For many of us who have been in the storage industry for many years, this is an untold skill of how we view data. The cybersecurity folks that I have engaged for decades, with no disrespect, often view the ransomware from a networking perspective. The storage folks, on the other hand, view it from the data infrastructure point of view. That is why data management encompasses a more holistic inclination towards the triage in dealing with the ransomware problem.
Without stealing Enrico’s thunder, ransomware should be viewed and handled as a data management problem and tackled with a data management mindset and approach.
Metadata at Data Conception
I have been a big fan of metadata since I learned about the COMET project at Hitachi Data Systems® in 2013. That project never saw the light of day but it lighted the spark in me. Metadata can be a powerful ally in fortifying data, especially at conception.
At the moment the data is conceived or received into the ecosystem of the organization, it should be given an identity with security credentials and requirements. Metadata helps achieve the identification of the data. After all, metadata is data about the data.
With the identified piece of data, tagged, the data state can change as it finds its ways through the different data networks and data repositories within its data lifecycle of the organization and beyond. I documented some of my thoughts in my blog a year ago – Rethinking File Security Fundamentals. In that blog, I mentioned about iRODS (Integrated Rule Oriented Data Systems), an open source data management software in use with many different organizations around the world.
I am not a practitioner of iRODS. I have no experience with it but from time to time, I read its articles and most importantly its architecture in the training notes. I find iRODS extremely capable to extend what I have described but in my data universe, it is still a blip waiting for its turn to shine. I am sure that in another data universe, iRODS is massive.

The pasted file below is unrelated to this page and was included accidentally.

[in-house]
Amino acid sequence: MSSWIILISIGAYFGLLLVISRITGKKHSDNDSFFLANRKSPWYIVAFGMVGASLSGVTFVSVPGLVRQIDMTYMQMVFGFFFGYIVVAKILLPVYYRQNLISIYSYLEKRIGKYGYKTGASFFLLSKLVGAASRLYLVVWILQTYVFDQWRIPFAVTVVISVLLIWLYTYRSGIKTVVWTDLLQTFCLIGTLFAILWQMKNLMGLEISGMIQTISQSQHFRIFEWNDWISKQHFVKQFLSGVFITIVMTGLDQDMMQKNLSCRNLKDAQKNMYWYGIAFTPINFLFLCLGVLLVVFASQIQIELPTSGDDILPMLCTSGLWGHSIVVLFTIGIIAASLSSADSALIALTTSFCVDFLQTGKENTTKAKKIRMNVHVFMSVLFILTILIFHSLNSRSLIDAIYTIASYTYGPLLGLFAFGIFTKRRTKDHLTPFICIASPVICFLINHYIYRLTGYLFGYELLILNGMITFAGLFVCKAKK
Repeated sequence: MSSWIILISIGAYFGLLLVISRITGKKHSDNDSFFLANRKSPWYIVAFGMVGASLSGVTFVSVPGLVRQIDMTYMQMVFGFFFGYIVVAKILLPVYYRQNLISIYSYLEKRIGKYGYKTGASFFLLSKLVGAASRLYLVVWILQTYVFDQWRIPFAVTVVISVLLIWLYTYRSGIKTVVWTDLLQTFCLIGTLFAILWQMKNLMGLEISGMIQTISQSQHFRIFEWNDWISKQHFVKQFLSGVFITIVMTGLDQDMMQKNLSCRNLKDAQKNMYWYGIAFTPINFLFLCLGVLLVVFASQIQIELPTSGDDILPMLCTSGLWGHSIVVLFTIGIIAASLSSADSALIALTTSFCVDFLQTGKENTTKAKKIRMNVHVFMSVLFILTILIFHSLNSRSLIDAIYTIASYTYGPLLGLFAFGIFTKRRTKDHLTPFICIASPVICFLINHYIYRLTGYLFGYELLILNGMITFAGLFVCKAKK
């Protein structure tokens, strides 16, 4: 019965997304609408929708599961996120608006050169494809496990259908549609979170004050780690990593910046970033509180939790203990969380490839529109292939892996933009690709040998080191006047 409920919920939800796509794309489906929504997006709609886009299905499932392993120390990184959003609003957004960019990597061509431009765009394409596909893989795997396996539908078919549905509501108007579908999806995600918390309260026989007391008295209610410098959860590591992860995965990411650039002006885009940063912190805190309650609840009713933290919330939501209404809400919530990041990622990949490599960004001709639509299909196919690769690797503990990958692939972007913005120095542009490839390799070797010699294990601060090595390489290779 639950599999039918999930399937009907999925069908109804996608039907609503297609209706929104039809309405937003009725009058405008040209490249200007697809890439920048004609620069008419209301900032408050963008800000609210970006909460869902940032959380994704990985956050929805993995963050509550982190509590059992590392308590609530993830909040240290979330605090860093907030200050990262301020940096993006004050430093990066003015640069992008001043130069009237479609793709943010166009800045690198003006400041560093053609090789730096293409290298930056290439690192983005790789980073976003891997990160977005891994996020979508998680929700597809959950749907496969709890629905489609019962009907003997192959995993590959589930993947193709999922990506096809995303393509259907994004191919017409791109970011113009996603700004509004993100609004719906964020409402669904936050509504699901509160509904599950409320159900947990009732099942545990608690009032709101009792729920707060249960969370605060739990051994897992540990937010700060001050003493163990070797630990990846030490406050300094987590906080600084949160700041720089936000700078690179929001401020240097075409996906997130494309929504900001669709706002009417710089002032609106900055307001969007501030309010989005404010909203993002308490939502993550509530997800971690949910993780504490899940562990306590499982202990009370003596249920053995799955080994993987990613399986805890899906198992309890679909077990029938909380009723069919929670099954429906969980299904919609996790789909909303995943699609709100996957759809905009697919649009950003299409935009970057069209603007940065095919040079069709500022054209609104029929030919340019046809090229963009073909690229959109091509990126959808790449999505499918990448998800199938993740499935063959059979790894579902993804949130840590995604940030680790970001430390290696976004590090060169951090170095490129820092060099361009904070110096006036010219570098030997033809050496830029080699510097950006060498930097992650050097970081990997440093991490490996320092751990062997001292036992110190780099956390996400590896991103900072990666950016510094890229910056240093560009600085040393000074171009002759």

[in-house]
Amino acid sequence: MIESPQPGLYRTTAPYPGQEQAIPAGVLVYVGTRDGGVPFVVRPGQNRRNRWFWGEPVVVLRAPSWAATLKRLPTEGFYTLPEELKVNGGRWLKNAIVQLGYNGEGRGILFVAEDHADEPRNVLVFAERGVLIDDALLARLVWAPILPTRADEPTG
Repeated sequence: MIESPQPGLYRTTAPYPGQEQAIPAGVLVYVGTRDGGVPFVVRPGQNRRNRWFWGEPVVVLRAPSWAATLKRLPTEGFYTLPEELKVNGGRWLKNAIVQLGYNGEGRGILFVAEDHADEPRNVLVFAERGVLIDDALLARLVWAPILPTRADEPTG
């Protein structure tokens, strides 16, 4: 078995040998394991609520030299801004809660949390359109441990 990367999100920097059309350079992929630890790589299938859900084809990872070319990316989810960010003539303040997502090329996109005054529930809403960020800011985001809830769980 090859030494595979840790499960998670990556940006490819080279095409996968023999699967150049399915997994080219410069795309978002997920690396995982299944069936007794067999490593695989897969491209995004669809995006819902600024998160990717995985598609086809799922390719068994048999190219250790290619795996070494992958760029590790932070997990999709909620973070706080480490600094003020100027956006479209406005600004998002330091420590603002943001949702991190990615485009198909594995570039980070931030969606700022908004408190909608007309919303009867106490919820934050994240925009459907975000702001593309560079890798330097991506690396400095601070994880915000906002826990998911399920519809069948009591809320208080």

Mindset change. More work to do
I am not preaching a total solution against ransomware. So far, whatever we have thrown at it does not appear to be working effectively. Reports after reports; threats after threats; impacts after impacts. Each one more damaging than the one before. The business of ransomware has become industrialized. If ransomware was a business (it is now!), its year-on-year growth is incredible and it offers better returns than the volatile Bitcoin! [*sarcasm*]
We often see the threat of ransomware as the enemy at the door. We also assume that the threats are outside our walls, and we apply defenses to keep it out. But these threats are more sophisticated as ever, and they are evolving, multi platforms, and the hurried approach that many organizations take to build and achieve digital transformation has diluted the mindsets to protect the data first.
For decades I have been designing storage architectures and solutions with my own framework. The A.P.P.A.R.M.S.C framework that I frequently brought into my blogs. While it wasn’t obvious in the early years, I have come to realize that this framework is a Data First framework. It combines the data infrastructure needs and the data management requirements into one.
I am preaching this different approach. The approach of using the Data Management mindset to tackle this ever menacing scourge. I believe it will lead to better outcomes in the battle to combat ransomware.